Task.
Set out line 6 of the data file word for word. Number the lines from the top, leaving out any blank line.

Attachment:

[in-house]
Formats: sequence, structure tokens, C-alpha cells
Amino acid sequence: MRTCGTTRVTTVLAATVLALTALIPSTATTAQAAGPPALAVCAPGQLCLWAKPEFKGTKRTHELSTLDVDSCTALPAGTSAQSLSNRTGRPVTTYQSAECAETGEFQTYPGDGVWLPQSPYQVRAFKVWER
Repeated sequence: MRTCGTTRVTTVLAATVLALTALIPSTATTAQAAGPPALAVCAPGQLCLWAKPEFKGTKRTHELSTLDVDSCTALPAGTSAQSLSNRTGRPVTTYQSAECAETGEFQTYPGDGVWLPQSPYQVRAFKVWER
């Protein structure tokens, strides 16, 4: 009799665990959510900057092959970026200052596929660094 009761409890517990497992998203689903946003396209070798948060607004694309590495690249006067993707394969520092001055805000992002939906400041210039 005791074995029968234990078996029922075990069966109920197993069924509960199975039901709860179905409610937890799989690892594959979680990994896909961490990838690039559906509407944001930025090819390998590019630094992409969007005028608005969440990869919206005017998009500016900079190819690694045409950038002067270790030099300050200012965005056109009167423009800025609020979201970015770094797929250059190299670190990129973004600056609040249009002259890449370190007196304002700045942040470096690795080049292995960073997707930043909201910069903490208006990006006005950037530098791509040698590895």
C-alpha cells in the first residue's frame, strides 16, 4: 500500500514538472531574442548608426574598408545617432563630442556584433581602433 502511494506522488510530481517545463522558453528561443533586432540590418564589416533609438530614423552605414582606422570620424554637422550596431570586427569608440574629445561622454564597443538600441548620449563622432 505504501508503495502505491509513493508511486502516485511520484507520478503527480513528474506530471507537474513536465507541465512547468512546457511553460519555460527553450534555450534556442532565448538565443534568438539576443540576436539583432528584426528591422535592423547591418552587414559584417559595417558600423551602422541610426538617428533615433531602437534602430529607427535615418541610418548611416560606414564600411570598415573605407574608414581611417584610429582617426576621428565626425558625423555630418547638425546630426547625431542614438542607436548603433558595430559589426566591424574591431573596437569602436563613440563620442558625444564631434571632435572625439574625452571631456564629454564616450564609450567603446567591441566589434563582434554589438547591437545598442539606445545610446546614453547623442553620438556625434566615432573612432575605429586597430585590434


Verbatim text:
C-alpha cells in the first residue's frame, strides 16, 4: 500500500514538472531574442548608426574598408545617432563630442556584433581602433 502511494506522488510530481517545463522558453528561443533586432540590418564589416533609438530614423552605414582606422570620424554637422550596431570586427569608440574629445561622454564597443538600441548620449563622432 505504501508503495502505491509513493508511486502516485511520484507520478503527480513528474506530471507537474513536465507541465512547468512546457511553460519555460527553450534555450534556442532565448538565443534568438539576443540576436539583432528584426528591422535592423547591418552587414559584417559595417558600423551602422541610426538617428533615433531602437534602430529607427535615418541610418548611416560606414564600411570598415573605407574608414581611417584610429582617426576621428565626425558625423555630418547638425546630426547625431542614438542607436548603433558595430559589426566591424574591431573596437569602436563613440563620442558625444564631434571632435572625439574625452571631456564629454564616450564609450567603446567591441566589434563582434554589438547591437545598442539606445545610446546614453547623442553620438556625434566615432573612432575605429586597430585590434